It was a banner year for the Conservatives. Not only did they win their long sought-after majority, the Tories also raised $22.7 million in 2011 -- their best performance since the party’s creation more than eight years ago.
Being an election year, the fundraising organizations of all parties were in over-drive. The Conservatives last raised this much money when Canadians went to the polls in 2008, when the party received $21.2 million in political donations.
The Liberals raked in $10.1 million last year, the most they have raised since 2006, while the Green Party attracted $1.7 million in donations. The Bloc Québécois received about $789,000 in donations to their head office.
Since the party applied for an extension to file their return, the amount raised by the New Democrats in 2011 is not yet public. They join the Rhinoceros and Marijuana parties, among others, in their tardiness. But the NDP recorded some $7.5 million in donations in their 2011 quarterly returns.
In addition to giving us a peek at their fundraising, the returns also provide a glimpse into what money is coming into the parties and what it is being spent on.
The Conservatives had $46.9 million in revenues last year, almost half of which came from donations. Another quarter came from the per-vote subsidy, while 21 per cent of 2011’s revenue came in the form of rebates on election expenses. Only two per cent of revenue came from membership fees. At a cost of $15 per year, this suggests that the party might have roughly 73,000 members.
Almost $14 million was spent on television ads and another $444,000 on polling, while the party doles out $6 million in salaries and benefits. In all, the party spent $1.5 million more than it earned in revenues during the year.
The Liberals, on the other hand, managed to come out in the black with a surplus of about $460,000. They had $31.5 million in revenue, less than one-third of which came from donations. Their membership dues, at $10 per year, suggest they had 27,000 paying members in 2011.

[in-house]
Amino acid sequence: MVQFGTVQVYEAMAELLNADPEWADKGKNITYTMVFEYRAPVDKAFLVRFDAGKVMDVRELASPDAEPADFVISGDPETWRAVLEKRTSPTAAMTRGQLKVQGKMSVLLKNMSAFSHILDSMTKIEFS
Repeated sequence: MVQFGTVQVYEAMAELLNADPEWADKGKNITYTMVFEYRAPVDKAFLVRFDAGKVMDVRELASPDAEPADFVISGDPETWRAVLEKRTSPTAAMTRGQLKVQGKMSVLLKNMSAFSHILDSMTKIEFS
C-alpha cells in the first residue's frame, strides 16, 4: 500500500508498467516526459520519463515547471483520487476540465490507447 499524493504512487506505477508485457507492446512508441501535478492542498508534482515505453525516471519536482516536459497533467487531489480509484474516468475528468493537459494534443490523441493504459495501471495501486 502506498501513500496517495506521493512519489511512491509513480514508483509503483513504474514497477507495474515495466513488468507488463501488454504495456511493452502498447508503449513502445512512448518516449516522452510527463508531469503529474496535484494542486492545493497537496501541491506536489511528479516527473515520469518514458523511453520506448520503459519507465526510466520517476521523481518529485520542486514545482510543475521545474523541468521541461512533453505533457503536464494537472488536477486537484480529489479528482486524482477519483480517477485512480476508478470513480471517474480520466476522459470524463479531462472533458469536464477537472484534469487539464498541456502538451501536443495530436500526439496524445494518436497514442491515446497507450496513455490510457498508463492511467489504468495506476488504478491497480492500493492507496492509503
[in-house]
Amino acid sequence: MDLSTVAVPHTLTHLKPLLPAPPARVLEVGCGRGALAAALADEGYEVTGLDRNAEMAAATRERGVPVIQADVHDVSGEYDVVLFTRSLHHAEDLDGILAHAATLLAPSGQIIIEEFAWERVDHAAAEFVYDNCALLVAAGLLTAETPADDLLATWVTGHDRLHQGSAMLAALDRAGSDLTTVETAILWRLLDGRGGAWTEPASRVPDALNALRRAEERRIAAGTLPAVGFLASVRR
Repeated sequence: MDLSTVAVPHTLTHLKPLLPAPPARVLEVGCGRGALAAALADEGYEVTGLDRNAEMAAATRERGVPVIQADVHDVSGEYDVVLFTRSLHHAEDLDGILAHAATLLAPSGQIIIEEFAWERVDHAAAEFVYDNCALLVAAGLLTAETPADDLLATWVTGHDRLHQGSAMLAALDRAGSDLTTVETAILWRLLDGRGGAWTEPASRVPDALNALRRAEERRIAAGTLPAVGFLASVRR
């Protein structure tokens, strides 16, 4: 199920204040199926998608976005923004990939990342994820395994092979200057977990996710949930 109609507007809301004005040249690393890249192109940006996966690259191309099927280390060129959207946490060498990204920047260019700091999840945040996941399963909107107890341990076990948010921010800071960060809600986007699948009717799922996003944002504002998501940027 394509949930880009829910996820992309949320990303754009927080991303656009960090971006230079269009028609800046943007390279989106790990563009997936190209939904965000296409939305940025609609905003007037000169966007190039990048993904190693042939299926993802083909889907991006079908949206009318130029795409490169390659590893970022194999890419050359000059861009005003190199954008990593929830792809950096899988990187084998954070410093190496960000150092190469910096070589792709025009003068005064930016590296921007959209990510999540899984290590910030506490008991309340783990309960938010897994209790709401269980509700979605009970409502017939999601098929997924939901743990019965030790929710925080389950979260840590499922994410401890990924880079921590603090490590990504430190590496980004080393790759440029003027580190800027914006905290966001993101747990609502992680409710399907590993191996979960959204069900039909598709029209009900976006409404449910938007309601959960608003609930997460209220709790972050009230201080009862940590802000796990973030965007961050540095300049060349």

During the year, the Liberals spent less on TV ads than the Tories ($6.6 million) but more on radio ads and other advertising, to the tune of some $5.3 million. They also spent more on polling ($1.2 million) and salaries ($6.5 million).
The Greens took in $4.3 million in revenue, about a third of which came from the per-vote subsidy, and ended the year with a surplus of a little more than $305,000 in revenue over expenses. The structural load on the party is far less than either the Tories or Liberals, at less than $1 million in salaries. The Bloc Québécois, meanwhile, had $4.1 million in revenue, the majority of it coming from the (now diminishing) allowance. Of note is that the party’s leadership race at the end of the year cost them about $250,000.
Of the smaller parties that managed to file on time, the Animal Alliance Environment Voters Party stands out with contributions totaling almost $289,000, about $111,000 of which was spent on salaries and benefits.
Based on the quarterly returns from the New Democrats in 2011, it seems that the NDP also had a banner year – both in terms of money raised and electoral results. But that still puts them behind the Liberals, as they were in the first quarter of 2012. Both parties have a long way to go before they can challenge the fundraising machine of the Conservatives – the first step towards replacing them as government.
Éric Grenier taps The Pulse of federal and regional politics for Huffington Post Canada readers on most Tuesdays and Fridays. Grenier is the author of ThreeHundredEight.com, covering Canadian politics, polls, and electoral projections.
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